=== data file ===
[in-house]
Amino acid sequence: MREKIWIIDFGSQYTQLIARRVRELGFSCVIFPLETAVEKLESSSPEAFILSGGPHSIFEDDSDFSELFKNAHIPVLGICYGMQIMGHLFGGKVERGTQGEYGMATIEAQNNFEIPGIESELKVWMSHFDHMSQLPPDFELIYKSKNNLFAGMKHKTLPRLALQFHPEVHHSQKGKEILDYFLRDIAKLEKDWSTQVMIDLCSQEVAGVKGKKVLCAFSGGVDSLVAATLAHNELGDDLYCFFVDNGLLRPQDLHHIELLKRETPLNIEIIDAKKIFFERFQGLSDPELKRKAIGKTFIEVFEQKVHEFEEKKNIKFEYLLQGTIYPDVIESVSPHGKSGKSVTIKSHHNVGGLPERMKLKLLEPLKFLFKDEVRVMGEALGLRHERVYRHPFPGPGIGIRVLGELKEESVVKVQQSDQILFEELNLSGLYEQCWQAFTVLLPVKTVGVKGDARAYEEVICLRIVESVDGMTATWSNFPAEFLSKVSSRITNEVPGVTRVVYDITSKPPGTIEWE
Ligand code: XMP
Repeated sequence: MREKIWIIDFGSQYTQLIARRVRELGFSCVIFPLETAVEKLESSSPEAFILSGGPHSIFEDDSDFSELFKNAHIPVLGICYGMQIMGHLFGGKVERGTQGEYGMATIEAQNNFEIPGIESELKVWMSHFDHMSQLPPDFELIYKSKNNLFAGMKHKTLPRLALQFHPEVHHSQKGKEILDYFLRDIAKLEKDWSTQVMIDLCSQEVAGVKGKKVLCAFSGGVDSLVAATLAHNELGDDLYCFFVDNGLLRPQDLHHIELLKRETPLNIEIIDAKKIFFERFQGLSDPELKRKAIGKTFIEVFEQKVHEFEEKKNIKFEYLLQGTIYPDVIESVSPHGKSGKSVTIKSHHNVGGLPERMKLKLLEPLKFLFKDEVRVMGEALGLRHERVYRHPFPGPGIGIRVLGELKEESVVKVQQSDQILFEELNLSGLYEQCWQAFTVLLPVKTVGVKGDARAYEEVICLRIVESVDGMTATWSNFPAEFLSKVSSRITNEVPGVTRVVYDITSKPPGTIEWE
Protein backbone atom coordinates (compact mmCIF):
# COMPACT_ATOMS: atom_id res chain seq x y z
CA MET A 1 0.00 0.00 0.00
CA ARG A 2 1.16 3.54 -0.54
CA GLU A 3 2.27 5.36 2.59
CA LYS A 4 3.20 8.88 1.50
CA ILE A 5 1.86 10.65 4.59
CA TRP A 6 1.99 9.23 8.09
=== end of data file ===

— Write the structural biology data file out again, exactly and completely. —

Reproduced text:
[in-house]
Amino acid sequence: MREKIWIIDFGSQYTQLIARRVRELGFSCVIFPLETAVEKLESSSPEAFILSGGPHSIFEDDSDFSELFKNAHIPVLGICYGMQIMGHLFGGKVERGTQGEYGMATIEAQNNFEIPGIESELKVWMSHFDHMSQLPPDFELIYKSKNNLFAGMKHKTLPRLALQFHPEVHHSQKGKEILDYFLRDIAKLEKDWSTQVMIDLCSQEVAGVKGKKVLCAFSGGVDSLVAATLAHNELGDDLYCFFVDNGLLRPQDLHHIELLKRETPLNIEIIDAKKIFFERFQGLSDPELKRKAIGKTFIEVFEQKVHEFEEKKNIKFEYLLQGTIYPDVIESVSPHGKSGKSVTIKSHHNVGGLPERMKLKLLEPLKFLFKDEVRVMGEALGLRHERVYRHPFPGPGIGIRVLGELKEESVVKVQQSDQILFEELNLSGLYEQCWQAFTVLLPVKTVGVKGDARAYEEVICLRIVESVDGMTATWSNFPAEFLSKVSSRITNEVPGVTRVVYDITSKPPGTIEWE
Ligand code: XMP
Repeated sequence: MREKIWIIDFGSQYTQLIARRVRELGFSCVIFPLETAVEKLESSSPEAFILSGGPHSIFEDDSDFSELFKNAHIPVLGICYGMQIMGHLFGGKVERGTQGEYGMATIEAQNNFEIPGIESELKVWMSHFDHMSQLPPDFELIYKSKNNLFAGMKHKTLPRLALQFHPEVHHSQKGKEILDYFLRDIAKLEKDWSTQVMIDLCSQEVAGVKGKKVLCAFSGGVDSLVAATLAHNELGDDLYCFFVDNGLLRPQDLHHIELLKRETPLNIEIIDAKKIFFERFQGLSDPELKRKAIGKTFIEVFEQKVHEFEEKKNIKFEYLLQGTIYPDVIESVSPHGKSGKSVTIKSHHNVGGLPERMKLKLLEPLKFLFKDEVRVMGEALGLRHERVYRHPFPGPGIGIRVLGELKEESVVKVQQSDQILFEELNLSGLYEQCWQAFTVLLPVKTVGVKGDARAYEEVICLRIVESVDGMTATWSNFPAEFLSKVSSRITNEVPGVTRVVYDITSKPPGTIEWE
Protein backbone atom coordinates (compact mmCIF):
# COMPACT_ATOMS: atom_id res chain seq x y z
CA MET A 1 0.00 0.00 0.00
CA ARG A 2 1.16 3.54 -0.54
CA GLU A 3 2.27 5.36 2.59
CA LYS A 4 3.20 8.88 1.50
CA ILE A 5 1.86 10.65 4.59
CA TRP A 6 1.99 9.23 8.09